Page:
At one point, as Everett loosed herself from a light zebra-print overcoat, I was reminded of writer and director Thomas F. DeFrantz’s notion of the queer-made: objects or dances which tend not to be “naturally-occurring,” but are instead the labored amplification of non-normativity, arriving “after extensive jostling and cajoling.” Everett—raised in Kansan dysfunction, forged by the joyful anti-glamour of the “regional cabaret scene”—essentially jostles and cajoles the Every Bar genre with subversive, impish virtuosity, wrest(l)ing it away from a script of numbing cliché and into hyper-presence. Translation: it’s like you’re sitting at your local dive, hoping to hear a few songs, have a few feels, and go home with your melancholy intact, but instead you somehow find yourself on a girl’s night out with Everett. Gender be damned (!), all of a sudden your overpriced post-work drink has purpose, and you’ve become witness and wingman to a force of nature who doesn’t even bother to pull up a chair—she just hoists herself onto the bar and secures a proverbial round for the room with a flash of her tits and a Cheshire smile.

Conquest was her first order of business. After the opening number, Everett zeroed in on a sweet bro sitting in the aforementioned splash zone (aka: the front row). Mike appeared to be on a date with his sister (how adorable is that?), and with a wink, Everett let us know that he had made her night’s To Do list. He was cute, decent, and stubbled. Or, as Bridget summed him up after a quick once over of his lap: “Khakis? Who knew?” And with that she planted a seed of rom-com anticipation in all of us: Will Bridget get the guy? To be clear, nobody was after wedding bells. But consensual intimacy with a kind stranger? We could all get onboard with that.

Bridget Everett performing at Joe's Pub, 2018. Photo: Kevin Yatarola.

The seduction of Mike was just one of the plots Everett hatched as her set bounced—“bounce, bounce, bounce” being the literal refrain of her cult hit “Titties” —from puberty, to her dog Poppy (“a nine-year old Pomeranian former sex worker from Nashville”), to an encounter with a foot fetishist, to thoughts on motherhood. Each anecdote was like “relating” on steroids, yet always framed as the most glorious homage to the fuck-up in all of us. Consider her repartee with some ladies sitting to my right, ones who seemed to know all the words to “Titties” and had obviously left the kids at home:

Everett: Are there any mothers in the house tonight?
Ladies: (Hoots, nods).
Everett: Getting shitfaced … where are your babies at? Doesn’t matter, does it?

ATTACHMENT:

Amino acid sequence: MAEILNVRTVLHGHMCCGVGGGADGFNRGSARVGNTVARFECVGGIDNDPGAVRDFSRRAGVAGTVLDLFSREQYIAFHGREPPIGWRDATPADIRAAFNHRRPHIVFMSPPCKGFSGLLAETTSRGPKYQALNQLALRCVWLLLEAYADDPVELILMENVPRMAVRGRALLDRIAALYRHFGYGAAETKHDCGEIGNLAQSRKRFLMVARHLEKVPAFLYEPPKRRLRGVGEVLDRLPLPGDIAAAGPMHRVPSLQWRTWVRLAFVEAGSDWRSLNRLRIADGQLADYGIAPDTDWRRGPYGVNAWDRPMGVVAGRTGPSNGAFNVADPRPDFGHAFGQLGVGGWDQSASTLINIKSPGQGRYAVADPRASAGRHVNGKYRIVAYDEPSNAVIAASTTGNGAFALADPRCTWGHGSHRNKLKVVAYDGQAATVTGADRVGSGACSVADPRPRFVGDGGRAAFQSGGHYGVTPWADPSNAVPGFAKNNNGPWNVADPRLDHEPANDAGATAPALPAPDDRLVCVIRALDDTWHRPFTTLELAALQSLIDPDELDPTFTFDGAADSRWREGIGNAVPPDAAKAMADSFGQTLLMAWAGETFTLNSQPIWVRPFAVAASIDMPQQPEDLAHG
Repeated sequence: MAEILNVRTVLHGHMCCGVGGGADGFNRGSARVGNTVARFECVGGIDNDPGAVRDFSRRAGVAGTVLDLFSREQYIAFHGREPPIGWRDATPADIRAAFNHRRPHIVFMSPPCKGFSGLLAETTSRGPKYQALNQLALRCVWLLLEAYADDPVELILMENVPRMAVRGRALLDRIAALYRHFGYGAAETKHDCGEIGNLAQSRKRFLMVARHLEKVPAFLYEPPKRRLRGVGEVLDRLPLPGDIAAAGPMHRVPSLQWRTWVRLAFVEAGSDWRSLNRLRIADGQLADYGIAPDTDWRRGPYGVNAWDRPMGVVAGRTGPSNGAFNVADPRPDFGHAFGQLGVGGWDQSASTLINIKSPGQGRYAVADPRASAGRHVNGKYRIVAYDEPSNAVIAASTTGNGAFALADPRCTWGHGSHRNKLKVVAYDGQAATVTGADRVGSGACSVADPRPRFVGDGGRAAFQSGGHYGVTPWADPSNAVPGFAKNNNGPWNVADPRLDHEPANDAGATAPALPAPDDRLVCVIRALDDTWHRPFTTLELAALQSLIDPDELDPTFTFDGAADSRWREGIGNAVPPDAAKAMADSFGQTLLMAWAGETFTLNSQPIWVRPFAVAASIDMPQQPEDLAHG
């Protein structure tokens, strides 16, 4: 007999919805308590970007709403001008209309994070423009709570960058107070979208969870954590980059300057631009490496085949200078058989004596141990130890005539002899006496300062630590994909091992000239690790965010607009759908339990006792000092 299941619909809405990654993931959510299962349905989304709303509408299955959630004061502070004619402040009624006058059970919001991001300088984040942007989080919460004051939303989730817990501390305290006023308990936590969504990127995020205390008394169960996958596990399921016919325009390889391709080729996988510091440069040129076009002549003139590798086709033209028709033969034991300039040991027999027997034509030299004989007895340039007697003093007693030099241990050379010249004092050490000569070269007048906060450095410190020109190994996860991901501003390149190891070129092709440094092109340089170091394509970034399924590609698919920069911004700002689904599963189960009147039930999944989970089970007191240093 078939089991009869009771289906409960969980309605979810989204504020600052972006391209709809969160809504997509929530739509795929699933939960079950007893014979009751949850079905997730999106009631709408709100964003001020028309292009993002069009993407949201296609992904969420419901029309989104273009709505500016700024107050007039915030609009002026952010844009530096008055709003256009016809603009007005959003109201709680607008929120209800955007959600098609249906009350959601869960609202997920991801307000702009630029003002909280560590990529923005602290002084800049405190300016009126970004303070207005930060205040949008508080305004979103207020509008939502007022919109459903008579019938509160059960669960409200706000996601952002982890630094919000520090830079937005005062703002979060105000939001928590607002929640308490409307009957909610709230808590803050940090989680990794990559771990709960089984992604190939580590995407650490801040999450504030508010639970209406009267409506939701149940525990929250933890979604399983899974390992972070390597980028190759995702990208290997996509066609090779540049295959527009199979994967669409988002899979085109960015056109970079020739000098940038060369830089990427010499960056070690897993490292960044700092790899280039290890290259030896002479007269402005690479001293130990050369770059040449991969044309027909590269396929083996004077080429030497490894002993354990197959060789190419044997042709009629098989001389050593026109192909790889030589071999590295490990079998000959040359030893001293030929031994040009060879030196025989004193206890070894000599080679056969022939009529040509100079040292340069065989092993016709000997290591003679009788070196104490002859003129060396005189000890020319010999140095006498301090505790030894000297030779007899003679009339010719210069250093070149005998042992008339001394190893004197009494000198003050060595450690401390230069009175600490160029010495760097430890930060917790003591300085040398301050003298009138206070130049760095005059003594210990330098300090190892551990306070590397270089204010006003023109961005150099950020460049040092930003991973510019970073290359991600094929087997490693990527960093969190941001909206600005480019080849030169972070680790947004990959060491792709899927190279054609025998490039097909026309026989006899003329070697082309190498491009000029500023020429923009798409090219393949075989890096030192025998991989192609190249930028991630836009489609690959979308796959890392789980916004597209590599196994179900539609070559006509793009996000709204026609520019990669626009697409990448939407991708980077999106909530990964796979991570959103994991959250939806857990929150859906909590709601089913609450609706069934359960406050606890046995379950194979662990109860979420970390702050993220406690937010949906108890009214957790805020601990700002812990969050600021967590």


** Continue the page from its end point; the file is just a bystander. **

Ladies: (More hooting).
Everett: I’ve been pregnant many times and even though I never carried one of those babies to term, I consider myself to be a wonderful mother. It’s hard work, but we love it.

Everett then proudly introduced us to her offspring: a couple of plastic dolls. (“We’re the sweetest little family.”) The eldest, Olivia, demurely wore a surgical mask over her face. Apparently, she’d lost her nose after being left alone too long in a time-out…on the radiator. Baby Precious fared worse, just a bodiless head who eventually got a maraca shoved up her neck. A personal high point of the show for me was when Everett threw Precious to me and, as the band played a Carpenters-influenced “Darling You,” a ballad of sorts off her 2015 album Gynecological Wonder, I dutifully shook the beheaded-toddler instrument before handing her off to a game fag who seemed less rhythmically challenged than myself. (Turns out, this was an act of reckless endangerment). Everett instructed another gentleman to walk Olivia around the room. Unsure of what to do, he sat in his chair swaying the doll over his head until Everett told him to get off his ass, and then erupted into a maternal rage at our dual incompetence. “Jesus Christ – cut the track!” she yelled, and collected her kids for a family portrait. And then, just as she nailed the perfect pose with her brood, Olivia’s leg fell off. It was as if the gods themselves were smiling down on us.

But the burning question: what happened to nice guy Mike? Seems Bridget sat on his face somewhere between last call and the curtain call. Like any one-night stand, it wasn’t graceful. He got onstage, mounted a stool. She observed the notes of ginger in his beard. She asked him to pick her up. He tried. He flailed. She serenaded him with a gorgeous song called “Stay With Me,” and then the evening started to blur from the energy. The happy couple was applauded for with tenderness. I applauded too—not drunk, but intoxicated.

Bridget Everett & The Tender Moments will next perform at Joe’s Pub in New York on August 22nd and 23rd.